(KMOV) – A state lawmaker has filed a bill that would make Missouri the next state to legalize marijuana if passed.

The bill, sponsored by Rep. Chris Kelly, D-Columbia, would impose a 25 percent tax on marijuana, as well as set up a system of state licensing for growers and sellers. Under the system, each county would be allowed to have one retailer for every 2,500 people.

Under the bill, St. Louis County could have 400 retailers, while 127 would be allowed in the city.

The bill would also allow pot users without a license to keep and transport a pound of marijuana, a pound of hashish and more than a half-gallon of hashish oil.

The proposal was lifted from one of 13 petitions filed by Dan Viets, an attorney from Columbia who serves as chairman of marijuana advocacy group Show-Me Cannabis.

Before a petition appears on a ballot, it would need almost 158,000 signatures by May 2014.

Kelly says he’s not optimistic the bill will pass, but hopes to get a dialogue started.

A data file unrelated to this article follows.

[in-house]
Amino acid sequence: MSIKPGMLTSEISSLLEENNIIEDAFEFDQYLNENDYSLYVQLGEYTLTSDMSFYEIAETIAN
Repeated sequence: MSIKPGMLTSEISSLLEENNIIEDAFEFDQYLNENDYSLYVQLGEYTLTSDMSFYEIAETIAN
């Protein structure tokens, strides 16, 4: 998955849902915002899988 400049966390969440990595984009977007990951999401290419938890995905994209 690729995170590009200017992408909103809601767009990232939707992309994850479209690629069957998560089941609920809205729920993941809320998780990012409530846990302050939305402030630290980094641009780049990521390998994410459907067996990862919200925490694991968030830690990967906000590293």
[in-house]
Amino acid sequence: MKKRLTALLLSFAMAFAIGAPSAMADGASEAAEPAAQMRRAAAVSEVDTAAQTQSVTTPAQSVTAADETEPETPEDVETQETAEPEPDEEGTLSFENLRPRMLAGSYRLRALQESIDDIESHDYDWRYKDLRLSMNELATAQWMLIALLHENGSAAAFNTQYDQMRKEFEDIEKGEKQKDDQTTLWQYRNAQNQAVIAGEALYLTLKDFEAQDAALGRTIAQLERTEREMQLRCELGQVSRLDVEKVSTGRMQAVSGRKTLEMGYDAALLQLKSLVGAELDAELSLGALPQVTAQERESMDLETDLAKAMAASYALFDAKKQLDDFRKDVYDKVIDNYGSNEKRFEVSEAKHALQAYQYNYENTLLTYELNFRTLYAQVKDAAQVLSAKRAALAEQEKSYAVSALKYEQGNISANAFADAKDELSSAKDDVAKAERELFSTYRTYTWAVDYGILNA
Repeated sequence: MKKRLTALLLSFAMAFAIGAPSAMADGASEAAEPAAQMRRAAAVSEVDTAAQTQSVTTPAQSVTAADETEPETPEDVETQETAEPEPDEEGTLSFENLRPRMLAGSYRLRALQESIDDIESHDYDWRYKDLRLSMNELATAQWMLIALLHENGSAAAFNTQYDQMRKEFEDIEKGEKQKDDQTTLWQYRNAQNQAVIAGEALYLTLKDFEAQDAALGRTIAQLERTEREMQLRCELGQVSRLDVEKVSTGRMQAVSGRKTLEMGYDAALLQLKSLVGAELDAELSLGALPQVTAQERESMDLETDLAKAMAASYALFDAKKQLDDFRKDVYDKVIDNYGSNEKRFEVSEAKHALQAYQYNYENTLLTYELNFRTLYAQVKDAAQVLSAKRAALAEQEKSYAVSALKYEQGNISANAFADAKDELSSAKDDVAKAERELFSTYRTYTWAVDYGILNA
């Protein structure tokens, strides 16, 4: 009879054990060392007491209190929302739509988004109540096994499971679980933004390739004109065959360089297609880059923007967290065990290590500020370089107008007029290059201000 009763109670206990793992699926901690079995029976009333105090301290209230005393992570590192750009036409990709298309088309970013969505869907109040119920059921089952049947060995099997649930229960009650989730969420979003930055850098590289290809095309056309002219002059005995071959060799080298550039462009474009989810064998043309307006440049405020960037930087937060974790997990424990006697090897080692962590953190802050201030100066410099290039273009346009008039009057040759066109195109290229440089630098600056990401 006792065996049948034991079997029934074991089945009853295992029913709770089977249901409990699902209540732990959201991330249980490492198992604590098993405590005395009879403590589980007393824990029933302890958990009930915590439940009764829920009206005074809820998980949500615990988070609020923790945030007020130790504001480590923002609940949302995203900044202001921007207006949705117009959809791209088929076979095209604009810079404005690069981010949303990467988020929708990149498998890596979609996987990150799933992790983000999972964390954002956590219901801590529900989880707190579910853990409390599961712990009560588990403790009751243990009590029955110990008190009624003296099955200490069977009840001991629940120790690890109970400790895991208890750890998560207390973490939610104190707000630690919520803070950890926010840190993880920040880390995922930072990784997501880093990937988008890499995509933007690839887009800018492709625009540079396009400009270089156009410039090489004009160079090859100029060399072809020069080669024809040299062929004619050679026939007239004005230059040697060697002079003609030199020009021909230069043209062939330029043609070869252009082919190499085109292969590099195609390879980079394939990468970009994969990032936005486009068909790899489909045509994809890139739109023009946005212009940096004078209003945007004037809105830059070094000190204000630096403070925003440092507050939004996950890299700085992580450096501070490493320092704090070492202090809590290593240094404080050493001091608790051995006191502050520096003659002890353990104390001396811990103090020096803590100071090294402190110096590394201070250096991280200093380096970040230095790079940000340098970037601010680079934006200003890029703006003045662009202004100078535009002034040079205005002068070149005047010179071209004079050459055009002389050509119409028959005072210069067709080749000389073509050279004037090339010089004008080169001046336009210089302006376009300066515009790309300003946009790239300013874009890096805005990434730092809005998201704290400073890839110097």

Washington and Colorado legalized recreational use of marijuana in 2012. Colorado began allowing commercial sales on Jan. 1, and imposes a 15 percent tax on retail buys.


BHC# 711

"When injustice becomes law, then resistance becomes duty."
Thomas Jefferson

“I am not the lifestyle police.”- (my new hero) Pitkin County, CO Sheriff Joe DiSalvo
Scroll up

#5

RE: MJ News for 02/06/2014

in Marijuana in the News Thu Feb 06, 2014 11:48 am
by 7greeneyes | 469 Posts | 1830 Points

url: hMPp://rt.com/usa/michael-botticelli-marijuana-alcohol-765/




Obama's deputy drug czar admits marijuana is less dangerous than alcohol



United States President Barack Obama's deputy drug czar admitted this week that weed isn't as harmful as alcohol, but in the meantime the administration still shows no sign it will alter its official stance on marijuana.

Michael Botticelli, the deputy director of the White House’s Office of National Drug Control Policy, was speaking before Congress on Tuesday this week when he was roped into a debate on the dangerous effects — or lack thereof — of marijuana.